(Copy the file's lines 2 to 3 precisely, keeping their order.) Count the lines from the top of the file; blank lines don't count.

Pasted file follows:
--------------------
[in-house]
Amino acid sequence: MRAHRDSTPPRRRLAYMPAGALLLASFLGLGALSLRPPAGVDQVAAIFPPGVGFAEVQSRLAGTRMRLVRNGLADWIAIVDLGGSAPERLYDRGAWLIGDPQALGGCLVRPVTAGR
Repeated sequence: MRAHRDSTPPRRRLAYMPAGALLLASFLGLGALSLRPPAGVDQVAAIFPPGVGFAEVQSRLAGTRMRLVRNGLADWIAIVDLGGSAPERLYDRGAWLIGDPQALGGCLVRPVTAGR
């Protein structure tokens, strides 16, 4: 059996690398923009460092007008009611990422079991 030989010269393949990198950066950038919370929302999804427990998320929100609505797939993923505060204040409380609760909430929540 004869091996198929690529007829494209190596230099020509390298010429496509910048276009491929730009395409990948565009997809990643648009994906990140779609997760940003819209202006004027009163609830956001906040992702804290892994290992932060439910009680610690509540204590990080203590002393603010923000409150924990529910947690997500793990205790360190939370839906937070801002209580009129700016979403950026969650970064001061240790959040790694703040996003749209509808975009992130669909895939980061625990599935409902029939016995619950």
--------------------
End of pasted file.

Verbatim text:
Amino acid sequence: MRAHRDSTPPRRRLAYMPAGALLLASFLGLGALSLRPPAGVDQVAAIFPPGVGFAEVQSRLAGTRMRLVRNGLADWIAIVDLGGSAPERLYDRGAWLIGDPQALGGCLVRPVTAGR
Repeated sequence: MRAHRDSTPPRRRLAYMPAGALLLASFLGLGALSLRPPAGVDQVAAIFPPGVGFAEVQSRLAGTRMRLVRNGLADWIAIVDLGGSAPERLYDRGAWLIGDPQALGGCLVRPVTAGR